Richmond Review

Morrison Planetarium turns out the lights for new show, ‘Dark Universe’

by Ryder W. Miller

Scientists have been busy studying earthquakes, meteors and searching for life in the solar system, significantly altering our understanding of the universe in the last decade.
“Dark Universe,” a new planetarium show at the Morrison Planetarium at the California Academy of Sciences, was written by best-selling Bay Area writer Timothy Ferris, and produced by the Hayden Planetarium at the American Museum of Natural History in New York City. The film ushers in a new understanding of the cosmos gained from recent discoveries of dark energy and dark matter. Renowned astrophysicist Neil deGrasse Tyson, from the American Museum of Natural History in New York City, narrates the planetarium show.
It was once believed that the expansion of the universe was slowing down after The Big Bang, more than 13 billion years ago, due to gravity. We now understand that the rate of expansion is increasing due to dark energy and dark matter. Astronomers have discovered that outer space is a lot more crowded than they had realized.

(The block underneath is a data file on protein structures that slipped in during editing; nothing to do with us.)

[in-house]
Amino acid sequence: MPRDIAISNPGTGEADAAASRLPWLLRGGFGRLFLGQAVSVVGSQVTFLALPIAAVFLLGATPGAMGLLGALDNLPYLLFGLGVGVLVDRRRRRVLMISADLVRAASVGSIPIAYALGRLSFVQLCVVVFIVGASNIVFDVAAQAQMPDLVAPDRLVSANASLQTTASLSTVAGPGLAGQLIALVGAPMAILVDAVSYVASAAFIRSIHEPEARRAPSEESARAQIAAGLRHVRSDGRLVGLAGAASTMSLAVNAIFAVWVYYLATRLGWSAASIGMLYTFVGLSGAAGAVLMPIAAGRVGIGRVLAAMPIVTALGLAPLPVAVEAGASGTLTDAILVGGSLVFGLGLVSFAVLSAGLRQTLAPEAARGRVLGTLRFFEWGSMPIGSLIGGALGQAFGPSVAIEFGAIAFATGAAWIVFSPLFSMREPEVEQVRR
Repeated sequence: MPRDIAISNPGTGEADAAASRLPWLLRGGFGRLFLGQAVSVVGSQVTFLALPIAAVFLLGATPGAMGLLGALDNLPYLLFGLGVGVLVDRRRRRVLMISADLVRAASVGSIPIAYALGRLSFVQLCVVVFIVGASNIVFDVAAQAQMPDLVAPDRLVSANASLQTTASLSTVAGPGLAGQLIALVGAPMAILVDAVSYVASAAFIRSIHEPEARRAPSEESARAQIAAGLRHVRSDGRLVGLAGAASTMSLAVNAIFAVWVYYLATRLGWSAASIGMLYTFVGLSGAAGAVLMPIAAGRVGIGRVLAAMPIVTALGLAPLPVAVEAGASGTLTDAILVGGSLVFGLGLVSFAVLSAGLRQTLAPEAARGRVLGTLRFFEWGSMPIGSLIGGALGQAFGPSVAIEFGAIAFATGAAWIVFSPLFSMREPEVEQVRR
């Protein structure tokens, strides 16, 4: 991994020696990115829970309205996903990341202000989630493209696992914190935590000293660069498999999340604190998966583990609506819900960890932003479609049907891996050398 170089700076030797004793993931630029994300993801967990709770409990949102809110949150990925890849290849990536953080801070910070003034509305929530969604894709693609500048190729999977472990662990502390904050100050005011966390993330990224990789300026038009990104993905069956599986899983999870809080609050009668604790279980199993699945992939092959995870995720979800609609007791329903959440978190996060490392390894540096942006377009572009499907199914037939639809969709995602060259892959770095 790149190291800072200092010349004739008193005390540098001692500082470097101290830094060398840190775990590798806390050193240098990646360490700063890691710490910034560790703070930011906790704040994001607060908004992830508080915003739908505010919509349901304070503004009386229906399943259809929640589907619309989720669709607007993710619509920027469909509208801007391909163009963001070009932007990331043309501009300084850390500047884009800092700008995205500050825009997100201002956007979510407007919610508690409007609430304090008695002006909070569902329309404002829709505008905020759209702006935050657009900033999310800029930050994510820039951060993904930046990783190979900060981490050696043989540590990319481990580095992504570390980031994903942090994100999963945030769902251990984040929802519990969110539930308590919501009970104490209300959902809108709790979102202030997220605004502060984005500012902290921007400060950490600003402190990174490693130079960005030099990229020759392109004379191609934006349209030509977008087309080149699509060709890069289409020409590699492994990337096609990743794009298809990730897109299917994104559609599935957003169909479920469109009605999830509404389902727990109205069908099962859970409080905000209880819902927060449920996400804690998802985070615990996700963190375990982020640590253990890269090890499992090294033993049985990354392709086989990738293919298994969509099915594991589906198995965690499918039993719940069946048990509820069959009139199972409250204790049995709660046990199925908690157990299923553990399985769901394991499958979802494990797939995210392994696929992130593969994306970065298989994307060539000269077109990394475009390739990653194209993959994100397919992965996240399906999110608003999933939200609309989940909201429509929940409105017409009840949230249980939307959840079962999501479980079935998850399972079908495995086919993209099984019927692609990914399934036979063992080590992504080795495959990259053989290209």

In the past we could only detect five percent of what we now know exists. The other 95 percent is filled with dark energy and dark matter. The repulsive force of this energy has the universe expanding rather than pulling it inward due to gravity.
These new discoveries will not enable us to surmount the limitations of the speed of light, scientists say, so there will be no warp drive or new ability to travel faster than the speed of light to reach other stars in our lifetime. It appears now that what was once considered a vacuum has more matter and energy than was once believed.
The nearest star to Earth is Alpha Centauri, 4.2 light years, or 40 million kilometers, away. It joins 11 other stars that are less than 11 light years from the Earth.
“Dark Universe” has stop points in the presentation, where Academy presenters can add the most recent discoveries.
Meanwhile the “search for extraterrestrial intelligence” has improved with the development of the Square Mile Telescope, which will add magnitudes of new receptive powers for the detection of beamed signals from other planets.
For more information about “Dark Universe,” go to the website at http://www.calacademy.org.

Categories: Richmond Review

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